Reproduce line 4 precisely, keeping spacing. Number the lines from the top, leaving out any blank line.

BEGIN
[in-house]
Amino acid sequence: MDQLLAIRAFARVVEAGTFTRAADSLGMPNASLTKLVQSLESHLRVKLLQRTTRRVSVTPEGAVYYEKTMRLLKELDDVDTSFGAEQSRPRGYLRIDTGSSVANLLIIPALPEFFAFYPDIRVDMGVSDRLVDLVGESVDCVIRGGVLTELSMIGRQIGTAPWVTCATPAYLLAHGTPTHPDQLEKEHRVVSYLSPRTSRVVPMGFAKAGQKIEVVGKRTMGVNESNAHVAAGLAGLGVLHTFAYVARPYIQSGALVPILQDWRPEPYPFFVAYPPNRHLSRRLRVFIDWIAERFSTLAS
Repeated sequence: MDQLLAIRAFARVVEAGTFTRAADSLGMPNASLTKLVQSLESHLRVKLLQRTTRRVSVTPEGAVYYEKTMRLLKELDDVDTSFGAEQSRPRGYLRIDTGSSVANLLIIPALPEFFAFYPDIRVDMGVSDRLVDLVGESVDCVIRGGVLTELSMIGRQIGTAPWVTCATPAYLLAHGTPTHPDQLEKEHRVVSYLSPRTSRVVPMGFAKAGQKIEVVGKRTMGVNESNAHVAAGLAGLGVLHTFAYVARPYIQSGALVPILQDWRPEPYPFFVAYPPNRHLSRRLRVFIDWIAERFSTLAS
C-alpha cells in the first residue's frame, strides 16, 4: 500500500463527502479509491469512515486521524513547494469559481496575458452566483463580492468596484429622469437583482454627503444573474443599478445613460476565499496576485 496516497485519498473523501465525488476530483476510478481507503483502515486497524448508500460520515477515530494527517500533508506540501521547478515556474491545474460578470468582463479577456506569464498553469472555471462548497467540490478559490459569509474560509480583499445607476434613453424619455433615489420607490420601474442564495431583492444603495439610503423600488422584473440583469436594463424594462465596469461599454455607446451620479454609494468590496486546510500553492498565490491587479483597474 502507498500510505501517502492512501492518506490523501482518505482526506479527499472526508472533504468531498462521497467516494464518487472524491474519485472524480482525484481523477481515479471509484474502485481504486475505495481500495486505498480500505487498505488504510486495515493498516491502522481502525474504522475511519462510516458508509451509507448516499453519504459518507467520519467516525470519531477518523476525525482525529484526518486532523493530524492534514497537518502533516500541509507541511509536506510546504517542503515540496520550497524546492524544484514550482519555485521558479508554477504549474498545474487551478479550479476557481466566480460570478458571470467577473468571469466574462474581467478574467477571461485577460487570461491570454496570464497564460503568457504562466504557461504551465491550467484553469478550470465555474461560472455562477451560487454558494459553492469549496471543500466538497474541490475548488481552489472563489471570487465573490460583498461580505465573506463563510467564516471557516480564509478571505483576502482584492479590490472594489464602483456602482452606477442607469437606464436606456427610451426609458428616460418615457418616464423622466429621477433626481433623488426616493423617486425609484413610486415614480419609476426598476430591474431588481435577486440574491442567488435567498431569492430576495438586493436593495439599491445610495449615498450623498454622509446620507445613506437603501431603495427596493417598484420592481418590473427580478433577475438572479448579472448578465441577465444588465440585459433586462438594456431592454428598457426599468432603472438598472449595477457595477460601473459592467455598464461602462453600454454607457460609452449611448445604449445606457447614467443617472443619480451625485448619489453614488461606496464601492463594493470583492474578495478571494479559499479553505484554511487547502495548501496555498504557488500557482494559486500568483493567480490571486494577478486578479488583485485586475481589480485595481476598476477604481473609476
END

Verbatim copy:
C-alpha cells in the first residue's frame, strides 16, 4: 500500500463527502479509491469512515486521524513547494469559481496575458452566483463580492468596484429622469437583482454627503444573474443599478445613460476565499496576485 496516497485519498473523501465525488476530483476510478481507503483502515486497524448508500460520515477515530494527517500533508506540501521547478515556474491545474460578470468582463479577456506569464498553469472555471462548497467540490478559490459569509474560509480583499445607476434613453424619455433615489420607490420601474442564495431583492444603495439610503423600488422584473440583469436594463424594462465596469461599454455607446451620479454609494468590496486546510500553492498565490491587479483597474 502507498500510505501517502492512501492518506490523501482518505482526506479527499472526508472533504468531498462521497467516494464518487472524491474519485472524480482525484481523477481515479471509484474502485481504486475505495481500495486505498480500505487498505488504510486495515493498516491502522481502525474504522475511519462510516458508509451509507448516499453519504459518507467520519467516525470519531477518523476525525482525529484526518486532523493530524492534514497537518502533516500541509507541511509536506510546504517542503515540496520550497524546492524544484514550482519555485521558479508554477504549474498545474487551478479550479476557481466566480460570478458571470467577473468571469466574462474581467478574467477571461485577460487570461491570454496570464497564460503568457504562466504557461504551465491550467484553469478550470465555474461560472455562477451560487454558494459553492469549496471543500466538497474541490475548488481552489472563489471570487465573490460583498461580505465573506463563510467564516471557516480564509478571505483576502482584492479590490472594489464602483456602482452606477442607469437606464436606456427610451426609458428616460418615457418616464423622466429621477433626481433623488426616493423617486425609484413610486415614480419609476426598476430591474431588481435577486440574491442567488435567498431569492430576495438586493436593495439599491445610495449615498450623498454622509446620507445613506437603501431603495427596493417598484420592481418590473427580478433577475438572479448579472448578465441577465444588465440585459433586462438594456431592454428598457426599468432603472438598472449595477457595477460601473459592467455598464461602462453600454454607457460609452449611448445604449445606457447614467443617472443619480451625485448619489453614488461606496464601492463594493470583492474578495478571494479559499479553505484554511487547502495548501496555498504557488500557482494559486500568483493567480490571486494577478486578479488583485485586475481589480485595481476598476477604481473609476